Increasingly therapists are being encouraged to work with the body, in addition to, and integrated with the more traditional ‘talking therapies’. Indeed, we are learning more and more about the impact of trauma on the body – and that working with the body can help heal trauma. In this context ISSTD is excited to announce a new one-day conference in Portland, Oregan: The Body in Traumatic Dissociation.
This conference, held on November 1, 2019, is being run by ISSTD Board Members D. Michael Coy and Lisa Danylchuk with past Board Member, Paula Thomson. These experienced presenters and therapists promise to deliver a great day of focused and creative training.
An Outline of the Day
The day will open with Lisa Danylchuk leading a session on Healing Trauma Through Yoga. This session promises to engage you fully – beginning with a simple experiential yoga practice. Lisa will then discuss developmental trauma and its impacts on the mind and body, and will explore how yoga practices can help heal symptoms of PTSD and complex, developmental trauma. The session will include a discussion of the provider’s experience, both practicing yoga personally, as well as offering yogic practices to trauma survivors.
In the second session of the day Paula Thomson will present on the Dynamic Body: Autonomic Nervous System, Allostasis, and Stress Responses. Come along and learn all about the way behavior is shaped by environmental challenges, both present and past and how the two branches of the autonomic nervous system, the sympathetic and parasympathetic branches, modulate all internal bodily states to meet the demands of these past and present challenges. This session will also use case study examples to illustrate these responses and describe simple tools to stabilize autonomic stress responses in patients and therapists. Participants will have an opportunity to share their clinical experience and to ask questions related to this topic.
Paula will follow up this session with another session entitled: Embodiment: Cognition, Memory, Emotional Distress, and Disembodied Dissociation. In this session she will explore embodied cognition, body memories, emotional distress, and disembodied dissociation. Practical strategies will be explored including: assuming body postures to evoke emotional memories, modalities to normalize and enrich these body postures, and creative processing to enhance resilience. Pathological disorders associated with embodied/disembodied states will be examined from an embodied orientation (i.e., bradycardia, chronic fatigue, chronic pain, disordered eating, self-injurious behaviors, depersonalization, toxic shame, and PTSD symptoms).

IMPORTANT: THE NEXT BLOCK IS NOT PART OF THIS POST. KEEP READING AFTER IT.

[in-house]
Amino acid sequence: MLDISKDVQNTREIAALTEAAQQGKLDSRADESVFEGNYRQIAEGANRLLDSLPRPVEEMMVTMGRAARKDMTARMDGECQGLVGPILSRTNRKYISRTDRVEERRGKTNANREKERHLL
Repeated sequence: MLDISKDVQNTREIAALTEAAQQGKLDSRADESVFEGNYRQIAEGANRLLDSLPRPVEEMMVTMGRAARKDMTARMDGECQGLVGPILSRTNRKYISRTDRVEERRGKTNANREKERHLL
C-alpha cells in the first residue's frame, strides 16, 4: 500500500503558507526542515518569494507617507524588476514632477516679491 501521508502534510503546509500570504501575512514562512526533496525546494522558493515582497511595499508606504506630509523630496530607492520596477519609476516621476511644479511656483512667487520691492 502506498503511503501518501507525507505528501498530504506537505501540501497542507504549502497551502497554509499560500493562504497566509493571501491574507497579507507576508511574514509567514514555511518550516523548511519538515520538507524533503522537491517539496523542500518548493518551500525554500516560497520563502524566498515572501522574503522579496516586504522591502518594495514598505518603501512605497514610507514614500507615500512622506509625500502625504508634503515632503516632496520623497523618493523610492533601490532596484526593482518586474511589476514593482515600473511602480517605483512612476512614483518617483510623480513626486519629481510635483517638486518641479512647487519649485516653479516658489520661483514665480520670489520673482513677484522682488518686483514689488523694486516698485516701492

The final session, led by Michael Coy, has the intriguing title: Is That Mine or Yours? Feeling the Untold Story in Therapy. This session will explore the phenomena of non-verbal communication via mirror neurons that can manifest in the therapeutic relationship. This attunement may take on a very powerful dimension in the context of working with people who have complex trauma and dissociative symptoms. The session will also describe dissociative attunement, where the therapist serves as a “micro-tonal tuning fork” vibrating in resonance with the client’s dissociated emotion, sensation, or other sensory information. Different manifestations of dissociative attunement will be discussed, as will contexts in which it might occur, and the observed impact upon the client (and treatment) of an aptly-framed and appropriately-timed reflection of the dissociated experience. Additionally, the toll that this level of ongoing, deeply-felt resonance can have upon the therapist, as well as strategies for emotional cleansing, will be addressed.
And Portland itself….
The conference will be held in the Kimpton Hotel Monaco Portland, a delightful location, built around 1912 and recently described as “the Most Beautiful Hotel in Oregon”. This hotel makes a great base to explore the city of Portland, so stay a day or two. There’s plenty to do.
Do you like to shop? Portland may well be the place for you. With no sales tax, Portland is a haven for shoppers, with a wide variety of retailers. Don’t go past Powell’s City of Books. The area is also known for art galleries, museums, gardens and its wonderful street food.
Early Bird Registration is now open, but ends September 30. Don’t miss out on this opportunity to get a day of professional training at the lower price. Student and Emerging Professional discounts are available. For more information visit the conference website!